The thesis investigates intercontinental transport of tropospheric ozone pollution and its implication on surface air quality, using satellite observations from TES and OMI and in situ measurements from the INTEX-B aircraft campaign. The observations are interpreted with the GEOS-Chem 3-D global chemical transport model (CTM) and its adjoint.
Collocated nadir measurements of tropospheric ozone (O3) and carbon monoxide (CO) from TES show significant O3-CO correlations downwind of polluted continents, providing a valuable test of the model to simulate intercontinental transport of ozone. OMI NO2 observations indicate a factor of 2 increase of Asian anthropogenic NOx emissions from 2000 to 2006. Satellite observations of CO from AIRS and TES indicate two major events of Asian transpacific pollution during INTEX-B (April-May 2006). Correlation between TES CO and ozone observations provides evidence for transpacific ozone pollution. Transpacific pollution plumes tend to split over the Northeast Pacific; the northern branch circulates around the Aleutian Low and has little impact on North America, while the southern branch circulates around the Pacific High and impacts western North America. Sustained ozone production driven by peroxyacetylnitrate (PAN) decomposition in the southern branch roughly doubles the transpacific influence from ozone produced in the Asian boundary layer. Asian pollution enhanced surface ozone concentrations by 5-7 ppbv over western North America in spring 2006. The 2000-2006 rise in Asian anthropogenic emissions increased the influence by 1-2 ppbv.
The GEOS-Chem adjoint model is applied to quantify source contributions to ozone pollution at two adjacent sites on the U.S. west coast in spring 2006: Mt. Bachelor Observatory at 2.7 km altitude and Trinidad Head near sea level. The adjoint model computes the sensitivity of ozone concentrations at the receptor sites to ozone production rates at the resolution of underlying CTM over the history of air parcels reaching the site. Both sites show maximum intercontinental influences from northeast China and southern Japan, adding to a background production distributed over the extra-tropics.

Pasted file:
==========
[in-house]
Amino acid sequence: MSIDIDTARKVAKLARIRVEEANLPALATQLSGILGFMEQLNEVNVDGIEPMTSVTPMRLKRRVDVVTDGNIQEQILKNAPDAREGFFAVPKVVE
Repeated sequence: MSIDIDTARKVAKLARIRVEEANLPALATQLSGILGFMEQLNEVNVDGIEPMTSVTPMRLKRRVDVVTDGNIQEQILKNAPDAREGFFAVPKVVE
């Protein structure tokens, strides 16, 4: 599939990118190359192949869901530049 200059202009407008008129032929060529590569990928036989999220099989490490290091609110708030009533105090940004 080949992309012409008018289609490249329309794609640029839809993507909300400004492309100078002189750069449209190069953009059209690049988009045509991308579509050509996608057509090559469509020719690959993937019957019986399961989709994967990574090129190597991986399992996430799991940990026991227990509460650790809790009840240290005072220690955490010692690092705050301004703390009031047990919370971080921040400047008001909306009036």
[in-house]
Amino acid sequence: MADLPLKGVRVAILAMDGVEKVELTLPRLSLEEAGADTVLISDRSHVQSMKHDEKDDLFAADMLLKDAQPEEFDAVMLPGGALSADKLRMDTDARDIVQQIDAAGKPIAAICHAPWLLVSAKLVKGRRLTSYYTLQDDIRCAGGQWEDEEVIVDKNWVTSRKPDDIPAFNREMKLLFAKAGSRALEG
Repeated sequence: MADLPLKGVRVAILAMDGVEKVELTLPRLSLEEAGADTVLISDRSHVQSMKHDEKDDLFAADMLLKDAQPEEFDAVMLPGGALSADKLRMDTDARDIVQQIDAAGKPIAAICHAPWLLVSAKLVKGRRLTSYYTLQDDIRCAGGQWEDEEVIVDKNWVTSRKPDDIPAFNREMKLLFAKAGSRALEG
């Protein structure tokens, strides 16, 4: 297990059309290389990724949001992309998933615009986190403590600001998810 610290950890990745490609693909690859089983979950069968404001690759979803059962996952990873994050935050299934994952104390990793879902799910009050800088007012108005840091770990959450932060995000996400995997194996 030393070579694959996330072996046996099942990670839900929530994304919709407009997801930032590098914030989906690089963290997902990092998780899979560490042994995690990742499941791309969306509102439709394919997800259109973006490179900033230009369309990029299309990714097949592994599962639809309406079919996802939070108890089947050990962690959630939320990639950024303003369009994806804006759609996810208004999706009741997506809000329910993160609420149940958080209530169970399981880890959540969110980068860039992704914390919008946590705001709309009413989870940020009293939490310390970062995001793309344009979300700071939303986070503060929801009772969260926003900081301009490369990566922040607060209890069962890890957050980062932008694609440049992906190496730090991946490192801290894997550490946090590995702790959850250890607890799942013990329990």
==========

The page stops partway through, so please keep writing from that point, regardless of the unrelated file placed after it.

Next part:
Three different methods for validating and intercomparing satellite measurements of atmospheric composition are analyzed, and illustrated with tropospheric ozone observations from TES and OMI. The first method uses in situ vertical profiles for absolute instrument validation; it is limited by the sparseness of in situ data. The second method involves smoothing the retrieved profile from one instrument with the averaging kernel matrix of the other; it provides a global intercomparison but dampens the actual difference between instruments. The third method uses a CTM as intercomparison platform; it closely reproduces the true differences and also provides a global intercomparison. Application to a full year of TES and OMI data shows mean positive biases of 5.4 ppbv for TES and 2.5 ppbv for OMI at 500 hPa relative to ozonesonde data. Differences between TES and OMI are generally within ±10 ppbv, indicating a good agreement between the two instruments and allowing a well-constrained model evaluation.
|Advisor:||Jacobs, Daniel J.|
|School Location:||United States -- Massachusetts|
|Source:||DAI-B 70/11, Dissertation Abstracts International|
|Keywords:||Adjoint inverse, Carbon monoxide, Intercontinental transport, Ozone pollution, Peroxyacethylnitrate, Satellite observations|
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